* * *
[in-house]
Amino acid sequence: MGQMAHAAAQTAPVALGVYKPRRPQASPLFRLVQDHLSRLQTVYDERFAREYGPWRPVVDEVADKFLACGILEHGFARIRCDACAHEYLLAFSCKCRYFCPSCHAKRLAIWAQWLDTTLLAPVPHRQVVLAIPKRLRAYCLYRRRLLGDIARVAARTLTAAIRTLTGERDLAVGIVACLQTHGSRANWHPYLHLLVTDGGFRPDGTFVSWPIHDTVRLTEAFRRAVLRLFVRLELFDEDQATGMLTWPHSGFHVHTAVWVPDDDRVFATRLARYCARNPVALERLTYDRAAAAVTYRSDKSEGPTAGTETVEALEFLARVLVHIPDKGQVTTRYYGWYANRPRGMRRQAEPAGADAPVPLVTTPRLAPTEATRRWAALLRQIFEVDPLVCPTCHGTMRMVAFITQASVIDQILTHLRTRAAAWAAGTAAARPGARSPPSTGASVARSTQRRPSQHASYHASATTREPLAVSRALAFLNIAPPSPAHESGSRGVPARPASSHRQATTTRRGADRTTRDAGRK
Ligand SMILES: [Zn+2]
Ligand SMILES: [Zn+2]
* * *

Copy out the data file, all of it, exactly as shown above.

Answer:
[in-house]
Amino acid sequence: MGQMAHAAAQTAPVALGVYKPRRPQASPLFRLVQDHLSRLQTVYDERFAREYGPWRPVVDEVADKFLACGILEHGFARIRCDACAHEYLLAFSCKCRYFCPSCHAKRLAIWAQWLDTTLLAPVPHRQVVLAIPKRLRAYCLYRRRLLGDIARVAARTLTAAIRTLTGERDLAVGIVACLQTHGSRANWHPYLHLLVTDGGFRPDGTFVSWPIHDTVRLTEAFRRAVLRLFVRLELFDEDQATGMLTWPHSGFHVHTAVWVPDDDRVFATRLARYCARNPVALERLTYDRAAAAVTYRSDKSEGPTAGTETVEALEFLARVLVHIPDKGQVTTRYYGWYANRPRGMRRQAEPAGADAPVPLVTTPRLAPTEATRRWAALLRQIFEVDPLVCPTCHGTMRMVAFITQASVIDQILTHLRTRAAAWAAGTAAARPGARSPPSTGASVARSTQRRPSQHASYHASATTREPLAVSRALAFLNIAPPSPAHESGSRGVPARPASSHRQATTTRRGADRTTRDAGRK
Ligand SMILES: [Zn+2]
Ligand SMILES: [Zn+2]